Emerson Baxter does not have the most auspicious of beginnings. The product of a rape, she is being raised by her single mother and doesn’t know (or want to know) her father. She lives in New York City and attends the Livingston Academy on a partial scholarship. On a unexpected warm day in January, most of the school has decided to play hooky. Emerson and the boy/girl twin Japanese exchange students are the only ones in class. Getting a pass for the restroom, Emerson hears something from the janitor’s closet. When she opens the door, she sees one of the people from the front office. He’s mumbling to himself and keeps saying “They are coming for him” as he thrusts an index card into Emerson’s hand and tells her to find him.
Then the unthinkable happens: shots ring out, Rio, the boy twin, covers her on the ground and Miku, the girl twin, begins to sing a melody so haunting that it hurts. When Rio finally lets up Emerson, she sees the bodies of three dead men. Rio and Miku drag Emmy from the school and outside to a waiting car. Once the drive to a nearby residence, she is startled when a boy appears before her very eyes who has wings. And Emerson’s name is on the card.
Emmy finds out that these people aren’t people, they’re angels. Each has a specific gift which has to do with the way they each died. She also learns the story of souls, where they go, and how they get there. Supposedly, she is involved in all of this. She is supposed to have an object that will help them locate an angel named Julian that was cast to earth because of his love of a mortal woman. There is a bad angel, of course; and he and his followers will stop at nothing to capture this object and Julian as well.
An interesting idea, this book never completely took flight for me. The first and third sections are told from the female main character’s point of view, the second from the view of Marcus, the head angel of the Guardians. So you know that Emmy is in love with Marcus, and he is experiencing a pull in her direction as well. Marcus has a girlfriend, so this causes some tension and confrontations.
The characters needed much more depth. I knew exactly who I was supposed to root for and who to like and who to not trust, but that didn’t mean I liked any of them. Emerson is whiny, withholds information (which should just about never be the catalyst for a story) and she cries a lot. She can’t decide if she’s going to be a pushover or a screaming teen. Her interactions with Marcus, the angel who may/may not be her love interest, are immature and embarrassing. The frustration she feels because of this up to now unknown situation happening to her does not seem in sync with her personality. This is not to say that, when pushed so far, she would not finally stand up and shout; it’s just that the execution seemed forced, especially when she would continue to waver between her two “personalities.” Plus, even though Marcus has a girlfriend, Emmy demands a date with him. Who would do this?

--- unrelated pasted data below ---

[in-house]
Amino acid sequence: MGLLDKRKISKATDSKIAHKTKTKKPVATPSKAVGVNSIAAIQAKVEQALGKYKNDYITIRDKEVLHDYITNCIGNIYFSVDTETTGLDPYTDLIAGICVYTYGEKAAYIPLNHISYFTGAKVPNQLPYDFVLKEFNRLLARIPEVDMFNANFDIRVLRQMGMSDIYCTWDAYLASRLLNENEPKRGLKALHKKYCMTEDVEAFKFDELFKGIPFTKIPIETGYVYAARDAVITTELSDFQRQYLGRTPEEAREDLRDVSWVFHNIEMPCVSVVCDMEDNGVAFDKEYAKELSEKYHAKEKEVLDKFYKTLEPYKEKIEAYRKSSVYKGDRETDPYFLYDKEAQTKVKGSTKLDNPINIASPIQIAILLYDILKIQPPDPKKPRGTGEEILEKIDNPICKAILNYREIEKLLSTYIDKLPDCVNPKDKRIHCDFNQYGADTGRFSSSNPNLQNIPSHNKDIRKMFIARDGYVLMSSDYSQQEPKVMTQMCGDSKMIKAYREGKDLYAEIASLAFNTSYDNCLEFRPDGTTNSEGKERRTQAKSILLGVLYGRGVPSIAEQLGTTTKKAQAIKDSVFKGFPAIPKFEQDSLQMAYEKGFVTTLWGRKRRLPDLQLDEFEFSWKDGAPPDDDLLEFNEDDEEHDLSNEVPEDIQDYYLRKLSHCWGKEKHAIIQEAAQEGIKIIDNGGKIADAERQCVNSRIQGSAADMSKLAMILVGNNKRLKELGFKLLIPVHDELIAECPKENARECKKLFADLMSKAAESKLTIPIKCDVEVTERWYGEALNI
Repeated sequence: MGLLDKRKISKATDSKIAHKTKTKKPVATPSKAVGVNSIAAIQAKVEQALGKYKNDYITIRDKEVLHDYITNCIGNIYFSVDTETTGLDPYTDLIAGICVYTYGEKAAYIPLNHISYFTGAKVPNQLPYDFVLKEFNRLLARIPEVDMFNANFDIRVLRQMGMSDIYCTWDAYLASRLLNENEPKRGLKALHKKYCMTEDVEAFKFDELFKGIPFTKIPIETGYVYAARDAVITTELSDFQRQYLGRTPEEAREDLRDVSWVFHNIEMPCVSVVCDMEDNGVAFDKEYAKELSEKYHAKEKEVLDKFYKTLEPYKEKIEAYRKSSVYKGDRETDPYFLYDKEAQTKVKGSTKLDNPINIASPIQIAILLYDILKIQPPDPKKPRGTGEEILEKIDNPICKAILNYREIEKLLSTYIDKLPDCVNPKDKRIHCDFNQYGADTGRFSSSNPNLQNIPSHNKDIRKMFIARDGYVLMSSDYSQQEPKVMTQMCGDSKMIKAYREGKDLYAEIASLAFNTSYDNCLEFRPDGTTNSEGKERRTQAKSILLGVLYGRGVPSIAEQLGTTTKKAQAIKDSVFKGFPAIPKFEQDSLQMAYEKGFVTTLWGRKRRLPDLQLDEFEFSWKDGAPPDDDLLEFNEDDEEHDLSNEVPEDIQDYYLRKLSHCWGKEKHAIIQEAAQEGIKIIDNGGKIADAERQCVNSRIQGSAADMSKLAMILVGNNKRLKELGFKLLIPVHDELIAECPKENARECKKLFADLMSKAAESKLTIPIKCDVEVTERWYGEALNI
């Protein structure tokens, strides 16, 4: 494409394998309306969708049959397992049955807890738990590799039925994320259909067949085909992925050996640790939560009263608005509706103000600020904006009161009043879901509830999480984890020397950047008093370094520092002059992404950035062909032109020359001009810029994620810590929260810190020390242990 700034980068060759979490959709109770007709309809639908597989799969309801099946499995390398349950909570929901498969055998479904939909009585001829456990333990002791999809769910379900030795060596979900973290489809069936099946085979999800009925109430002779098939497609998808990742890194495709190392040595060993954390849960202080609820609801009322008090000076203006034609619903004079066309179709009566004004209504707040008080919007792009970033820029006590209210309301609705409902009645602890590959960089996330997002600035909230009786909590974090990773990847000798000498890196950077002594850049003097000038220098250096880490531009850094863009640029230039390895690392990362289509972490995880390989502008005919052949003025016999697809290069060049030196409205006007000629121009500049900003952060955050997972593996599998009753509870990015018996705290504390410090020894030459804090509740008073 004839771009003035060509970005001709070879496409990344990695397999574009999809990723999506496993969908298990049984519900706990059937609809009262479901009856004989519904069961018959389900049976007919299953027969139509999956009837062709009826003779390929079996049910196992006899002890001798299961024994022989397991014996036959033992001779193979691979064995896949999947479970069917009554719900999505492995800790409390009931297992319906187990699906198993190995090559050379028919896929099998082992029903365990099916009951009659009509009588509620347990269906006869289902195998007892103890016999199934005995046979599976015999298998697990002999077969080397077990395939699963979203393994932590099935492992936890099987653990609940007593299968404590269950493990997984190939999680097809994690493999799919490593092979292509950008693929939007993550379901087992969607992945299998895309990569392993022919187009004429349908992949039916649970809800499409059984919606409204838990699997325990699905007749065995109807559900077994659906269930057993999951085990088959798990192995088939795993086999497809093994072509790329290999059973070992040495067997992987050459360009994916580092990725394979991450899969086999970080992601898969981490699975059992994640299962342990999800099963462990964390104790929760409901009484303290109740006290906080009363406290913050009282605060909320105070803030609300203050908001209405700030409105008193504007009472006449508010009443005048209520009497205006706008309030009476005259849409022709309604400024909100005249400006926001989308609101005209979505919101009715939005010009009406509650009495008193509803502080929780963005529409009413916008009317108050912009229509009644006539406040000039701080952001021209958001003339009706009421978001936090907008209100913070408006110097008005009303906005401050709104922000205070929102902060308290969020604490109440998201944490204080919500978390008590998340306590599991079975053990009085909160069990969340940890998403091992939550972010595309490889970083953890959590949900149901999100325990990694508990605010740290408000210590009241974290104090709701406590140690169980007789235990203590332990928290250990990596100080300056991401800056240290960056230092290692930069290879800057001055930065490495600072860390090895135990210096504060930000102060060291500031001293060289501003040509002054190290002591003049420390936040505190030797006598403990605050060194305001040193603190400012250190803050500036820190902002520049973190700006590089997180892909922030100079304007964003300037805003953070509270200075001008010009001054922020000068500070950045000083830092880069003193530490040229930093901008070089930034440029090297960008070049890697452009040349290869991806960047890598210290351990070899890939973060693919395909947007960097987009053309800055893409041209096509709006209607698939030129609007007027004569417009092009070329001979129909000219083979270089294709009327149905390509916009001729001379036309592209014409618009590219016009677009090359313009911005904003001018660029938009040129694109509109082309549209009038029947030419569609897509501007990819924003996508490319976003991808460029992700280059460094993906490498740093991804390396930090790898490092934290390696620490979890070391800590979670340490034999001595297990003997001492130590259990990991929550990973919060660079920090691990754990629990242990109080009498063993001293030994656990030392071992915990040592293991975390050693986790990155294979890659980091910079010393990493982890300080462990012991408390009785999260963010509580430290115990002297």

As for Marcus, other than reading in his first person narrative that he felt drawn to Emmy, you would never know he had any feelings for her. So when she kisses him, it is entirely unexpected for two of us – Marcus and me, the reader. Where did that come from? Marcus certainly wasn’t giving out any signals and Emmy didn’t seem the type. Then he tells Emmy he loves her but can’t be with her. What?
Funnily enough, the secondary characters seemed more developed and real than Emmy and Marcus. They pretty much acted the way I thought they should, given their stories. I think I cared about them more than the mains, especially Jay and Reese. They had good banter.
As is, this book sounds more like a teen girl’s diary (I love you! I hate you!) than a meaningful story. There were also a few typos, but nothing life-threatening.
2.5 of 5 Stars (Based on Ink and Page’s Rating System)
Genres: Young Adult Fiction Fantasy Angels
Ages: 14 and up
You might want to know: Mild language
Guardians: The Girl (Guardians #1) by Lola St. Vil was published January 9, 2012 by CreateSpace. A free copy of this book was given to Ink and Page in return for an honest review.
Book One is free for a short time on Barnes & Noble and Smashwords.